Corn Product Yield Response to Fungicide– Scott City, Kansas

Trial Objective

  • The highest yielding corn products do not always have the best disease tolerance package, but that should not deter a grower from planting that product; however, there should be a plan in place to manage the risk of disease with a foliar fungicide.
  • The objective of this study was to evaluate the effect of an application of a foliar fungicide at tassel on the yield of six Channel® corn products. 

Research Site Details

  • Six Channel® brand blend corn products were planted at 32,000 seeds/acre in a continuous no-till corn environment.
  • Each product was replicated three times in a small-plot set up. Two blocks were established as treated and untreated.
  • A total of 18 inches of rainfall was received during the growing season.
  • Irrigation was provided with a center pivot system with nozzles placed within the crop canopy.
  • There was very little disease pressure noted at this location. Staygreen ratings were similar between the treated and untreated plots.
  • 12 oz of Headline AMP® was applied at tassel with a hand boom delivering 15 gallons/acre. 

Understanding the Results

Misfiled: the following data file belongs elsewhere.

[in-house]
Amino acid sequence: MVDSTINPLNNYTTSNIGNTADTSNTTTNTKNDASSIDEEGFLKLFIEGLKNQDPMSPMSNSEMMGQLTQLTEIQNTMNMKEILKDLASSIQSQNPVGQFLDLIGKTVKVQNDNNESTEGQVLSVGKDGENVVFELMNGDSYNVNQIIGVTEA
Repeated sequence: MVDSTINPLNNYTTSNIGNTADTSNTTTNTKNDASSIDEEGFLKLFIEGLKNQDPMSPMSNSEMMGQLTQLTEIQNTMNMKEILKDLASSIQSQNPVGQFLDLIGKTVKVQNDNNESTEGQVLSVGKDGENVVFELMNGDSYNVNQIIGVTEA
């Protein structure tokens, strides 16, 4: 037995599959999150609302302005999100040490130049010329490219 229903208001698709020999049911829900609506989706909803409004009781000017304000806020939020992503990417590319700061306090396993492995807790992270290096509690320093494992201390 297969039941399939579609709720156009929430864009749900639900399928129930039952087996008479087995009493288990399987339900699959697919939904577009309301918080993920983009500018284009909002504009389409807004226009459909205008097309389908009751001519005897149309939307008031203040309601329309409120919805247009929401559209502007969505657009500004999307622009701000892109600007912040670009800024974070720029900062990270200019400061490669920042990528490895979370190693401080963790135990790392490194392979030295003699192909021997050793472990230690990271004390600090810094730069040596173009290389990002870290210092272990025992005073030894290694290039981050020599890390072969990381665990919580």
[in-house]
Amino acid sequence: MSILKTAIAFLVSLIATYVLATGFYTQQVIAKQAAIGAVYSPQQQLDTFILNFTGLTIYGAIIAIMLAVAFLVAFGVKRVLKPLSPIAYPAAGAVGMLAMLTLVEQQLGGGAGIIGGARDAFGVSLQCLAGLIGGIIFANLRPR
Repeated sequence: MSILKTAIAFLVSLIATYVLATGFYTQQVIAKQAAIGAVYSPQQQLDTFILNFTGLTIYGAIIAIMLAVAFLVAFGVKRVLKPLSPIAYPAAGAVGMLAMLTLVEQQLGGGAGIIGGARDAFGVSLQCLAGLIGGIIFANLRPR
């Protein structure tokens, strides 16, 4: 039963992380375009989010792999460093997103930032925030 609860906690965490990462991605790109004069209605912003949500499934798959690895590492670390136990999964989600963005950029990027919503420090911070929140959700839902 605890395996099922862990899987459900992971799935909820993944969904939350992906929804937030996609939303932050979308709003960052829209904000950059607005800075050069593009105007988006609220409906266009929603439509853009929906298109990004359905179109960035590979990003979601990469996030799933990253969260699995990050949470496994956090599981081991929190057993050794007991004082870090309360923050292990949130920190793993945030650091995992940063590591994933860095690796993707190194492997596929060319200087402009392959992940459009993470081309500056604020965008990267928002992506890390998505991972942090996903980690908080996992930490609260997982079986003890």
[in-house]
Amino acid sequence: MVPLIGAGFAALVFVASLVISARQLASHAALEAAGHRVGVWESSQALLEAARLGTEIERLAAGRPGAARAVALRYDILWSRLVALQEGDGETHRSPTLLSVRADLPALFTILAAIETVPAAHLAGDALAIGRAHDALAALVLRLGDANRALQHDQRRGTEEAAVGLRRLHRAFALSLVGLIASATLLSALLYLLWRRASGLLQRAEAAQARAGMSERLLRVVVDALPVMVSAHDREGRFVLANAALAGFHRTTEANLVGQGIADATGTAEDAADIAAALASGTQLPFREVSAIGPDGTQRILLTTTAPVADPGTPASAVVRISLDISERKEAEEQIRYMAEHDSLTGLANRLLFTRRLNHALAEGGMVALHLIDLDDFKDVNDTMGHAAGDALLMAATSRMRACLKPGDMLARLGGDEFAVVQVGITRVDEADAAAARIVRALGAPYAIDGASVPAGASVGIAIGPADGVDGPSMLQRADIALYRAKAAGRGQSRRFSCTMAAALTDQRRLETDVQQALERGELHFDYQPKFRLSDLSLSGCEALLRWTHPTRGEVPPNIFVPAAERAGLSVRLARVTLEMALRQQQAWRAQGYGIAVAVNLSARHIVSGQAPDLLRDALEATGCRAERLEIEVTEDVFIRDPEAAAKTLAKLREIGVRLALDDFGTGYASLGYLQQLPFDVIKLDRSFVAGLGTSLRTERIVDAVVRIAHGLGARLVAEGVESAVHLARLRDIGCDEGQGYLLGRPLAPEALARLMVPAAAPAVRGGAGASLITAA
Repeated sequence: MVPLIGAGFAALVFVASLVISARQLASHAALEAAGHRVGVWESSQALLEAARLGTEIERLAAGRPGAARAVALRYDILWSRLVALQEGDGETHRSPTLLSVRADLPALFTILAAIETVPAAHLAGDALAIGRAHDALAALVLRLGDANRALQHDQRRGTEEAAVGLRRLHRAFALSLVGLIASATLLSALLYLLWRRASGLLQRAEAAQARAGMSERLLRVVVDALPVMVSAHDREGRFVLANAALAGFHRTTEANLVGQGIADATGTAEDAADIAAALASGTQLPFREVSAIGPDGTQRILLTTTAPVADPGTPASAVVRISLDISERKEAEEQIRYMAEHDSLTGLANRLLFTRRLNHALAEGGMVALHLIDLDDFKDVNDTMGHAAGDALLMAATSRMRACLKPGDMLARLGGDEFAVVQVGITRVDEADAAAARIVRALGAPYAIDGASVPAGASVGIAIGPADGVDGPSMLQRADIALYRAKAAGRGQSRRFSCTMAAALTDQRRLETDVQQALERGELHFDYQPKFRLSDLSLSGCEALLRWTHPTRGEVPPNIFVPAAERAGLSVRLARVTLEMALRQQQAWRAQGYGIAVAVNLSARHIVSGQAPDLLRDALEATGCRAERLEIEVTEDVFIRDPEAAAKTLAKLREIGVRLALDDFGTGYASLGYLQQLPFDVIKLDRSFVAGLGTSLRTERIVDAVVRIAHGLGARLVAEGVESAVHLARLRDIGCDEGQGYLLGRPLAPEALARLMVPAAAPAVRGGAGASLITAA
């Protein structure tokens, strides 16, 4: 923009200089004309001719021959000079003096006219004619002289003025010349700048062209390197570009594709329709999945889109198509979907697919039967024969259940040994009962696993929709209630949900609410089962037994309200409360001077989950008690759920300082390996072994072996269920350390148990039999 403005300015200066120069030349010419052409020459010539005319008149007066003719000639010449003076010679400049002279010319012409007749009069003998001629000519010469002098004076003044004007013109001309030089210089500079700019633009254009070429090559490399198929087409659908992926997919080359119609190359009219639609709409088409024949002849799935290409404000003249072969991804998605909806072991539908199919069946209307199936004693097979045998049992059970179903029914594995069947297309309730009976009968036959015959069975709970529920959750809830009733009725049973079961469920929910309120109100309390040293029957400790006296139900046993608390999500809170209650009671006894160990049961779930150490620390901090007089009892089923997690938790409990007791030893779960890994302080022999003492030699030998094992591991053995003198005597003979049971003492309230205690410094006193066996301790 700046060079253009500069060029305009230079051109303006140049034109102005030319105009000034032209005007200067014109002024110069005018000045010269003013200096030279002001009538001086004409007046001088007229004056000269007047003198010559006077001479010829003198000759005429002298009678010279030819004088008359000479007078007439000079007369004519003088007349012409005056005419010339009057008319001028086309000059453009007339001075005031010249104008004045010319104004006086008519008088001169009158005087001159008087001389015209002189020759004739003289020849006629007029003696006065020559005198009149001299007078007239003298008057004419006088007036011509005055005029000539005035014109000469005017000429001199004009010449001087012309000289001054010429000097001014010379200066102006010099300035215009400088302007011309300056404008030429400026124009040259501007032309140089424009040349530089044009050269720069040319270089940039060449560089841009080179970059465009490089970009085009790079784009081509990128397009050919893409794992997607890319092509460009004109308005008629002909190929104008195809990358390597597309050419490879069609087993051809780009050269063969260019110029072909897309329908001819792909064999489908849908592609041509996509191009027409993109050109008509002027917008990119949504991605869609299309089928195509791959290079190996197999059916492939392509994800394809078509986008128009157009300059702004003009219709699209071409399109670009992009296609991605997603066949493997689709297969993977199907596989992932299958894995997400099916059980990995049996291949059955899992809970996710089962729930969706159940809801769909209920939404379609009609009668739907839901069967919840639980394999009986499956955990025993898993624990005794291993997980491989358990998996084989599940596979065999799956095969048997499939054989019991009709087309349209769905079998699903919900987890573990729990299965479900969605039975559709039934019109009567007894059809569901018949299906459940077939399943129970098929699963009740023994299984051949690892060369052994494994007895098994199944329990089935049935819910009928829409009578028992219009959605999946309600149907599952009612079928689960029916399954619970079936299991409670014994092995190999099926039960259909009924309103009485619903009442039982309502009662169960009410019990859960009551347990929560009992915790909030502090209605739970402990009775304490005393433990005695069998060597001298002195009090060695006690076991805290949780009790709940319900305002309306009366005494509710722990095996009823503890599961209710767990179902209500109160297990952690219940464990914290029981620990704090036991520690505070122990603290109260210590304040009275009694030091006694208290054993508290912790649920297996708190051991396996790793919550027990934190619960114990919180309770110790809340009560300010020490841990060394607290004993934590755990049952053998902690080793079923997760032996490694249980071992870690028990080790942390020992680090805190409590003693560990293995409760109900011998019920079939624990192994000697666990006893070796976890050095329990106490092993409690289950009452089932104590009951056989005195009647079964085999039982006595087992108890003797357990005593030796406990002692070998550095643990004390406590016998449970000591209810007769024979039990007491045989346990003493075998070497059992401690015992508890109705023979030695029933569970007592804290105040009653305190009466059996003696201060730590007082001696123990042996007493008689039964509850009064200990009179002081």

• On average, the fungicide application improved yields across products.
  • The yield of 215-75STXRIB brand blend did not respond to the fungicide application as the untreated plots yielded more than the treated plots.
  • n average, the staygreen rating was slightly better with the fungicide treatment vs. without treatment. n average, the staygreen rating was slightly better with the fungicide treatment vs. without treatment.
  • The yield response to the fungicide treatment was likely due to factors other than control of diseases since the staygreen ratings were similar in the treated vs. untreated blocks. The fungicide application may have been effective in reducing other plant stresses that helped to improve yield.

What Does This Mean for Your Farm?

  • Corn products may have different yield responses to the application of a foliar fungicide at tassel.
  • Generally, in a fully-irrigated environment, an application of a fungicide may be needed for control of Southern rust or grey leaf spot in Kansas.
  • Farmers should work closely with their local sales team in selecting corn products that have solid disease tolerance when planting continuous corn and may have to plan for a fungicide application at tassel. However, the best yielding products could be prone to certain foliar diseases and a planned application of a foliar fungicide can limit the risk of yield loss.
  • Similar trials will be conducted in the 2019 growing season.
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